In recognizing all the ways that mathematics makes use of cognitive universal and universal aspects of experience, the theory of embodied mathematics explicitly rejects any possible claim that mathematics is arbitrarily shaped by history and culture alone.

Indeed, the embodiment of mathematics accounts for real properties of mathematics that a radical cultural relativism would deny or ignore: conceptual stability stability of inference, precision, consistency, generalizability, discoverability, calculability, and real utility in describing the world.

This distinguishes an embodied view of mathematics from a radical relativist perspective. The broad forms of postmodernism recognize the effects of culture and history. But they do not recognize those effects of embodiment that are not arbitrary. It is the nonarbitrariness arising from embodiment that takes mathematics out of the purview of postmodernism.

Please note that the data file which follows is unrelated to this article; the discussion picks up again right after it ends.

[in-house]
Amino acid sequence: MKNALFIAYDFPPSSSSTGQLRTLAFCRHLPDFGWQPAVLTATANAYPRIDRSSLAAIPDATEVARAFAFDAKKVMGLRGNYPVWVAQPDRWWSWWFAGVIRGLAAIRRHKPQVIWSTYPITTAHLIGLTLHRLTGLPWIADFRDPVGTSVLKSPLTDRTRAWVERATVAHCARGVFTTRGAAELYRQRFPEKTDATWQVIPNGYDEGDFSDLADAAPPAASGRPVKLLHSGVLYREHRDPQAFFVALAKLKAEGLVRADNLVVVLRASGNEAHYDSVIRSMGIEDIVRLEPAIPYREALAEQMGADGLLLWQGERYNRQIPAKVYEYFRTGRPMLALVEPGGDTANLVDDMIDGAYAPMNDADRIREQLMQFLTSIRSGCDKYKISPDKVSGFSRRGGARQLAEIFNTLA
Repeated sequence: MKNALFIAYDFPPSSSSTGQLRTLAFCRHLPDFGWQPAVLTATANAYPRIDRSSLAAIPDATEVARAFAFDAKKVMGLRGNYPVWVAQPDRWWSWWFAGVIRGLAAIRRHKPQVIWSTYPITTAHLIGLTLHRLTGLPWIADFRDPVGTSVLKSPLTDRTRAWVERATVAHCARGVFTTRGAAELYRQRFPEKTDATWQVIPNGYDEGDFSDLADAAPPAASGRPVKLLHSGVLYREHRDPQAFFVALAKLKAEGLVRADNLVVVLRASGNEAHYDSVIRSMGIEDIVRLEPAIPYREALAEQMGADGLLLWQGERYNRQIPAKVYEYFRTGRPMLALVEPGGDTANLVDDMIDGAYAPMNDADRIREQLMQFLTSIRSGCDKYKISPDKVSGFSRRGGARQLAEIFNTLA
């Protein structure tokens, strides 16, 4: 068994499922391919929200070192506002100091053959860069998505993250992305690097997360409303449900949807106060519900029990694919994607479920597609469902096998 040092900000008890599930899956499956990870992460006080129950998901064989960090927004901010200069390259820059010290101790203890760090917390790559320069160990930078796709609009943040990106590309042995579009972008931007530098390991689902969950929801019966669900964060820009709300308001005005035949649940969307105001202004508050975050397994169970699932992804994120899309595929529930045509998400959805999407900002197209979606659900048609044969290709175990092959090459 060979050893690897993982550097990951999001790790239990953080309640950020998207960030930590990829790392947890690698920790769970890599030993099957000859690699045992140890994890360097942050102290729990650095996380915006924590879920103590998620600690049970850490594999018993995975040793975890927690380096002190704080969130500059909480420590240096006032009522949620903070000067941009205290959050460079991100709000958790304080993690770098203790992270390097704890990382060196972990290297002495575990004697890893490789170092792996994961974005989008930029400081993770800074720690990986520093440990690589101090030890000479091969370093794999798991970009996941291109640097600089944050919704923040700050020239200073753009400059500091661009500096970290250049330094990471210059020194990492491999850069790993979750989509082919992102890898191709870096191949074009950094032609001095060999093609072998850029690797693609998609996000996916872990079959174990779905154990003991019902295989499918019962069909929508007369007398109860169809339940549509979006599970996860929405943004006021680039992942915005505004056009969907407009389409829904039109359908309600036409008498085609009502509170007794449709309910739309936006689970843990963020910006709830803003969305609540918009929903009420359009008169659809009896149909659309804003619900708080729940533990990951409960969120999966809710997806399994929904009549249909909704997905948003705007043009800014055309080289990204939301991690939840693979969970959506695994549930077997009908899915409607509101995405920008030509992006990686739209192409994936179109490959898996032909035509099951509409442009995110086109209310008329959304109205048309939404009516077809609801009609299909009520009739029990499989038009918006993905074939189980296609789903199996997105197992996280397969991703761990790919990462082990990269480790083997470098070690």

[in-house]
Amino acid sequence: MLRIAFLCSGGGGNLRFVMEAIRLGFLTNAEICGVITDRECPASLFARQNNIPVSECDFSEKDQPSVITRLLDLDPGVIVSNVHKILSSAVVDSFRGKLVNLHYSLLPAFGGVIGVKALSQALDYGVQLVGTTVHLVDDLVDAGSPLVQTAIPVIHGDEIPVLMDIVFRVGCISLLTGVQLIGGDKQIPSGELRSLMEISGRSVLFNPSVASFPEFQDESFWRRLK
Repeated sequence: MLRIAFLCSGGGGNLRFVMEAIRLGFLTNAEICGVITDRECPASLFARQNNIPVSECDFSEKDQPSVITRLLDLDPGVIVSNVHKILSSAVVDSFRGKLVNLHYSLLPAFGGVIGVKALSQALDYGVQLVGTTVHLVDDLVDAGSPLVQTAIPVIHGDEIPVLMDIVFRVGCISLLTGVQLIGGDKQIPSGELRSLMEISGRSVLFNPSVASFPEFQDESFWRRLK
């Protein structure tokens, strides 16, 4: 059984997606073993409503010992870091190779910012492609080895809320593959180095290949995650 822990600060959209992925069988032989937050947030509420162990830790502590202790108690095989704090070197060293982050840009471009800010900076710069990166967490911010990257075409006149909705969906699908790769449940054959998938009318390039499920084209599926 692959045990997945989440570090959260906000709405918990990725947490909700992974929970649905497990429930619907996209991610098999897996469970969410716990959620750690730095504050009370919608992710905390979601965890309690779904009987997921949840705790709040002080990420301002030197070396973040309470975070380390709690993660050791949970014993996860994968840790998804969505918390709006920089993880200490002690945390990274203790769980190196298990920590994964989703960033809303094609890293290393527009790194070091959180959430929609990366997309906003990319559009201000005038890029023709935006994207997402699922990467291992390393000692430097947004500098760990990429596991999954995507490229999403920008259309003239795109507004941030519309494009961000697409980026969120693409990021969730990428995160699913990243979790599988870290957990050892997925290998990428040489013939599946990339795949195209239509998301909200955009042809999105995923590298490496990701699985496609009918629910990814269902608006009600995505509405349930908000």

Moreover, the embodiment of mind in general has been scientifically established by means of convergent evidence within cognitive science. Here, too, em- bodied mathematics diverges from a radically relativistic view of science as just historically and culturally contingent. We believe that a science based on convergent evidence can make real progress in understanding the world.

I think that just the fact that the authors felt the need to clarify why their ideas do not align to the postmodern view is quite interesting. But also, I enjoyed their explanation.